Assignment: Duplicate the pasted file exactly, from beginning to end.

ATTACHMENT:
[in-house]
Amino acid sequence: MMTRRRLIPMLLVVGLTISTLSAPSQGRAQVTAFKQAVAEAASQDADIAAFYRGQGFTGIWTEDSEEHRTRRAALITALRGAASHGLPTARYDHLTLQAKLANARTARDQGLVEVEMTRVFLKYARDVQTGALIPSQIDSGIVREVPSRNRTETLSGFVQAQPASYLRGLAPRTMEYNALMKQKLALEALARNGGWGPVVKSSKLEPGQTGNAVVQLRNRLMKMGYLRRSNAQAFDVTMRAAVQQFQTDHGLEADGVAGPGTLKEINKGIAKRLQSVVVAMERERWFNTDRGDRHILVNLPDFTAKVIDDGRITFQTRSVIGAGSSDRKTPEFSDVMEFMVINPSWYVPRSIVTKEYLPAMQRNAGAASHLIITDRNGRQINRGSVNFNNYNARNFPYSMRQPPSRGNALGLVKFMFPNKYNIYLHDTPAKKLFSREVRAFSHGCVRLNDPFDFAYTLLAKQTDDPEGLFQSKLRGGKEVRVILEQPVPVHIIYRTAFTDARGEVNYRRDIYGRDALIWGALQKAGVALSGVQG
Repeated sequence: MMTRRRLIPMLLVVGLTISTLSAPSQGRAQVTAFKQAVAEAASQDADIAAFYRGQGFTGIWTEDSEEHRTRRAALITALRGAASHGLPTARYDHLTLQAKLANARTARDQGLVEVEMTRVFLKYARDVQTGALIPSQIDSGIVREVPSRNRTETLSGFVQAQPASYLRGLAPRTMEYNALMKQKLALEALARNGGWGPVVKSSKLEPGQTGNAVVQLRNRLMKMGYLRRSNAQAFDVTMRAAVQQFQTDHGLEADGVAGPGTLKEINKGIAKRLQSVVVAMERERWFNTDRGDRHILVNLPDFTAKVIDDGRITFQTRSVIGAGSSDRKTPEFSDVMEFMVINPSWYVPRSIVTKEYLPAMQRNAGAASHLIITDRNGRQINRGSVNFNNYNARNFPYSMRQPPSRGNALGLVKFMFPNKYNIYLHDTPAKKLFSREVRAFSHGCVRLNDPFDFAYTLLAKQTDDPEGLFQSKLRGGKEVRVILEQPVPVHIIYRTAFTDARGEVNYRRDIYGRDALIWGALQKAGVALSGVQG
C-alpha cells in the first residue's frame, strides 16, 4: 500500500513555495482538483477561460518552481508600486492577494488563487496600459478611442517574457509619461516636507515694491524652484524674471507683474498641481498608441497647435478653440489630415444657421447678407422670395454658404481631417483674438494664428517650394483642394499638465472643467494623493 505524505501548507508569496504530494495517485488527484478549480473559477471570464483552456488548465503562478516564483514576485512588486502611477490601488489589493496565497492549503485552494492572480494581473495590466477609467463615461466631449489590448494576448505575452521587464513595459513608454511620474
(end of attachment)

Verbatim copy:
[in-house]
Amino acid sequence: MMTRRRLIPMLLVVGLTISTLSAPSQGRAQVTAFKQAVAEAASQDADIAAFYRGQGFTGIWTEDSEEHRTRRAALITALRGAASHGLPTARYDHLTLQAKLANARTARDQGLVEVEMTRVFLKYARDVQTGALIPSQIDSGIVREVPSRNRTETLSGFVQAQPASYLRGLAPRTMEYNALMKQKLALEALARNGGWGPVVKSSKLEPGQTGNAVVQLRNRLMKMGYLRRSNAQAFDVTMRAAVQQFQTDHGLEADGVAGPGTLKEINKGIAKRLQSVVVAMERERWFNTDRGDRHILVNLPDFTAKVIDDGRITFQTRSVIGAGSSDRKTPEFSDVMEFMVINPSWYVPRSIVTKEYLPAMQRNAGAASHLIITDRNGRQINRGSVNFNNYNARNFPYSMRQPPSRGNALGLVKFMFPNKYNIYLHDTPAKKLFSREVRAFSHGCVRLNDPFDFAYTLLAKQTDDPEGLFQSKLRGGKEVRVILEQPVPVHIIYRTAFTDARGEVNYRRDIYGRDALIWGALQKAGVALSGVQG
Repeated sequence: MMTRRRLIPMLLVVGLTISTLSAPSQGRAQVTAFKQAVAEAASQDADIAAFYRGQGFTGIWTEDSEEHRTRRAALITALRGAASHGLPTARYDHLTLQAKLANARTARDQGLVEVEMTRVFLKYARDVQTGALIPSQIDSGIVREVPSRNRTETLSGFVQAQPASYLRGLAPRTMEYNALMKQKLALEALARNGGWGPVVKSSKLEPGQTGNAVVQLRNRLMKMGYLRRSNAQAFDVTMRAAVQQFQTDHGLEADGVAGPGTLKEINKGIAKRLQSVVVAMERERWFNTDRGDRHILVNLPDFTAKVIDDGRITFQTRSVIGAGSSDRKTPEFSDVMEFMVINPSWYVPRSIVTKEYLPAMQRNAGAASHLIITDRNGRQINRGSVNFNNYNARNFPYSMRQPPSRGNALGLVKFMFPNKYNIYLHDTPAKKLFSREVRAFSHGCVRLNDPFDFAYTLLAKQTDDPEGLFQSKLRGGKEVRVILEQPVPVHIIYRTAFTDARGEVNYRRDIYGRDALIWGALQKAGVALSGVQG
C-alpha cells in the first residue's frame, strides 16, 4: 500500500513555495482538483477561460518552481508600486492577494488563487496600459478611442517574457509619461516636507515694491524652484524674471507683474498641481498608441497647435478653440489630415444657421447678407422670395454658404481631417483674438494664428517650394483642394499638465472643467494623493 505524505501548507508569496504530494495517485488527484478549480473559477471570464483552456488548465503562478516564483514576485512588486502611477490601488489589493496565497492549503485552494492572480494581473495590466477609467463615461466631449489590448494576448505575452521587464513595459513608454511620474